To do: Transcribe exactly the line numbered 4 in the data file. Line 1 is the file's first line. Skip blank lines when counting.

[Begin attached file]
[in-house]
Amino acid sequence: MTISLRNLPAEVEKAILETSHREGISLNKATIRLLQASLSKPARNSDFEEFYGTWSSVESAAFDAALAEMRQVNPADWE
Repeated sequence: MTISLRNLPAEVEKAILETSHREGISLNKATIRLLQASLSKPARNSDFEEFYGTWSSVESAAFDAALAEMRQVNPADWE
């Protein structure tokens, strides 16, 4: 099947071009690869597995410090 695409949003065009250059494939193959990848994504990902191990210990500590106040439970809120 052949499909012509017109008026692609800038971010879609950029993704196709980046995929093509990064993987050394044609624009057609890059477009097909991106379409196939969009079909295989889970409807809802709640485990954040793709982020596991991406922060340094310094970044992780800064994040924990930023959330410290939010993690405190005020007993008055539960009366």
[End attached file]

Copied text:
């Protein structure tokens, strides 16, 4: 099947071009690869597995410090 695409949003065009250059494939193959990848994504990902191990210990500590106040439970809120 052949499909012509017109008026692609800038971010879609950029993704196709980046995929093509990064993987050394044609624009057609890059477009097909991106379409196939969009079909295989889970409807809802709640485990954040793709982020596991991406922060340094310094970044992780800064994040924990930023959330410290939010993690405190005020007993008055539960009366």